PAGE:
Helping Children Manage Anger With Control

Anger management isn't just for adults. Children often have a difficult time managing their anger. To them, it feels as if the emotions they experience are bigger than they are. It's important for adults to teach children proper anger management techniques so that they can apply them as they get older. Yet, it is also important to remember that they are children and may not understand some of the terminology that adults understand. Use the tips below to help your child manage his or her anger.

Consider Control

One of the things that causes high levels of anger in individuals is a lack of control. Whether it's because they hear the word "no" or can't get their message across, the loss of control can create negative feelings. This is especially true for children because they have very limited control over anything in their environment even in the best of situations. Therefore, it is important to help children focus on the control they do have in order to reduce the sensation of negative feelings. Helping your child to understand anger management can benefit them throughout their lives. 

Remove Stimuli

When a child is angry, he or she already feels overwhelmed. Loud noises or other people in the room can add to this feeling. Turn off the television and ask others to leave the room or be quiet. The idea is to reduce the environmental stimuli so that the child only has to deal with the emotions and situation at hand. It isn't just about eliminating sounds either. Children who are upset and have an audience may try an elicit a response from the audience.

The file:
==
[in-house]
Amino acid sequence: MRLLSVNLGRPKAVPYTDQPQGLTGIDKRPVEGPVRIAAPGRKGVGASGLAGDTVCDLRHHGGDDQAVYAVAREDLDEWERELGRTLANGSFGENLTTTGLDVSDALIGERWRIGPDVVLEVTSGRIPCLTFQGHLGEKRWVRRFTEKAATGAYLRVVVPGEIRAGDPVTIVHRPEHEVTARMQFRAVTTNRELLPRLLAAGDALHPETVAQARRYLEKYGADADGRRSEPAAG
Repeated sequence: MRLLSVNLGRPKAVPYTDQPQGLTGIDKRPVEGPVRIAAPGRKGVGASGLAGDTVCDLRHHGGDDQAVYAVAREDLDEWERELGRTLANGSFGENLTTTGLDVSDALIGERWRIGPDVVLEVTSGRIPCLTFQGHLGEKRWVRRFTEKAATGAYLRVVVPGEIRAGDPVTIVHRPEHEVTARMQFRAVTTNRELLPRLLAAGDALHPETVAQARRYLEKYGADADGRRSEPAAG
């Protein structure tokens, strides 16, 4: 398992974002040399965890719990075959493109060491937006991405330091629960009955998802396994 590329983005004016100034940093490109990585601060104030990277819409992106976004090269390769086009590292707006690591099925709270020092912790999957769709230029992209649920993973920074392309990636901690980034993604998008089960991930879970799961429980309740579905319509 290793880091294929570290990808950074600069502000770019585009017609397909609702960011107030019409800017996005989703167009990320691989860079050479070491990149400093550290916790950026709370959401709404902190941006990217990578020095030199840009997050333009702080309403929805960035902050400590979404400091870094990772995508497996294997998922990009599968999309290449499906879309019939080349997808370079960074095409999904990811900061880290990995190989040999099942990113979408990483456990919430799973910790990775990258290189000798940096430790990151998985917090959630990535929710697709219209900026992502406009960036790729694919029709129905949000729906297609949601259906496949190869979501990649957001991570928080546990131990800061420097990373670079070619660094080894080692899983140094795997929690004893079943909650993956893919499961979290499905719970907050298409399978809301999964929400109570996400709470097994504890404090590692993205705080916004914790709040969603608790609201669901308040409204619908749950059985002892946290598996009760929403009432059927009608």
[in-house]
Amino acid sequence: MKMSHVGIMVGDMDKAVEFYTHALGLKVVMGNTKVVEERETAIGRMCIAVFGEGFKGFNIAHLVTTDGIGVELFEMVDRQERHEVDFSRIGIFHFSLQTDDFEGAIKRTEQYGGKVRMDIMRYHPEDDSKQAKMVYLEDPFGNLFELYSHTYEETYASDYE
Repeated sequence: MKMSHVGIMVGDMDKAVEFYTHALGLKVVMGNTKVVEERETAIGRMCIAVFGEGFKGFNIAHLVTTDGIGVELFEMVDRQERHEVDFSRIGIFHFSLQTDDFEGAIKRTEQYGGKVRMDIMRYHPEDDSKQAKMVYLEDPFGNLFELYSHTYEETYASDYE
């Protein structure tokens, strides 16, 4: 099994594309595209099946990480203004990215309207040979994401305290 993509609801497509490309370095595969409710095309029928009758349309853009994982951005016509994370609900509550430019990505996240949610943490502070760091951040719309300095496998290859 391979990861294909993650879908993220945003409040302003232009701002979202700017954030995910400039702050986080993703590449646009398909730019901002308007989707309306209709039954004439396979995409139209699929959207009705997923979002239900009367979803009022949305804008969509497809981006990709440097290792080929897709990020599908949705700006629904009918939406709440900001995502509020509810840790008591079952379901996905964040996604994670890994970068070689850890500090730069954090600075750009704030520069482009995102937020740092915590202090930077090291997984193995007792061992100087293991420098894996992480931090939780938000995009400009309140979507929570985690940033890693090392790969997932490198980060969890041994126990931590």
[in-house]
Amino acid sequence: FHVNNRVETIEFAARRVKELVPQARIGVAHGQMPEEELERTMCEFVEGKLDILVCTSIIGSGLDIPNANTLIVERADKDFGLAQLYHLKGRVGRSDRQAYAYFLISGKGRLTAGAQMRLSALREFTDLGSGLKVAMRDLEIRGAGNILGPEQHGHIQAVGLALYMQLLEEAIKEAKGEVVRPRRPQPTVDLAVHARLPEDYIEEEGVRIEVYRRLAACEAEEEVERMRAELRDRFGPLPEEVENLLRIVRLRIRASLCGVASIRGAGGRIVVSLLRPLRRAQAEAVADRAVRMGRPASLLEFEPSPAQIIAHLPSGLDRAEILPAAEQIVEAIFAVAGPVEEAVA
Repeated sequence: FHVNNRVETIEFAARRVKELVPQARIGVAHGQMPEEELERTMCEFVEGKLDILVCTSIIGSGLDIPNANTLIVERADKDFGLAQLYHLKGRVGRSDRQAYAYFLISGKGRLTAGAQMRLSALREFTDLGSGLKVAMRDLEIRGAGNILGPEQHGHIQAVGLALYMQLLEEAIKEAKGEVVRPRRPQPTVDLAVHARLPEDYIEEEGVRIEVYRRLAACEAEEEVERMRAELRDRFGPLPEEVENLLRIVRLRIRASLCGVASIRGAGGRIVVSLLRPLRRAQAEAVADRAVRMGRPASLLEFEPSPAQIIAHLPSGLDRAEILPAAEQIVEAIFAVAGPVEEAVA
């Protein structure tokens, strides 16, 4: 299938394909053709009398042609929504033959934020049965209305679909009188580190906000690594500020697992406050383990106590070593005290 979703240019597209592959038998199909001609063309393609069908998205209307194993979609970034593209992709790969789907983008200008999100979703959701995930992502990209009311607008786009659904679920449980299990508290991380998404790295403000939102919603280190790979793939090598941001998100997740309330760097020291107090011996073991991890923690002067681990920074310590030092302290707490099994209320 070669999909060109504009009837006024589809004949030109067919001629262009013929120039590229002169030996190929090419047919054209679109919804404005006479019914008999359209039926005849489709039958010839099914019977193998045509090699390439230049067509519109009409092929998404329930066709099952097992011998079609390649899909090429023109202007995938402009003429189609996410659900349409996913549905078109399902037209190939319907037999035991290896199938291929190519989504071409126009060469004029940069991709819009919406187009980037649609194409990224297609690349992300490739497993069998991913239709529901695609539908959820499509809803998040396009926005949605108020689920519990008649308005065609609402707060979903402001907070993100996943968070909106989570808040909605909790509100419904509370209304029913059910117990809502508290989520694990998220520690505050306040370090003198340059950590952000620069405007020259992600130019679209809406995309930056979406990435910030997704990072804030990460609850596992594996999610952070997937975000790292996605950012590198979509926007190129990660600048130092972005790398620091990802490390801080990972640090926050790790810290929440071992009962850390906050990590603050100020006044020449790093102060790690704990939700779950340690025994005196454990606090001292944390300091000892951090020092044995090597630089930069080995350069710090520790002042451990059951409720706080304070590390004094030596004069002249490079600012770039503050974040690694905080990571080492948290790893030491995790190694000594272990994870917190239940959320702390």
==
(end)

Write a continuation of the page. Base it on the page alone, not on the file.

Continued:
Offer Options

When a parent says "You have to clean your room, ok?" you are in essence asking the child if it is alright for them to do what you ask. What happens when the child responds with a negative answer? You offered them that option. Instead, offer them realistic options. By doing this, you offer them some level of control. Instead of asking if it's okay, Tell them the options that they have to choose from. For instance, you might say that they have the choice of cleaning their room or sitting in time out. They can then choose what to do, without any emotions involved.

Children operate under the very basic premise of cause and effect. If a tantrum ends with them getting what they want, they will have a tantrum every time they want something. The key is to teach them that inappropriate behaviors are not allowed by showing them how to control themselves and make choices that get them closer to what they want. you might also consult a professional to learn about specific anger management techniques that are age appropriate for your child.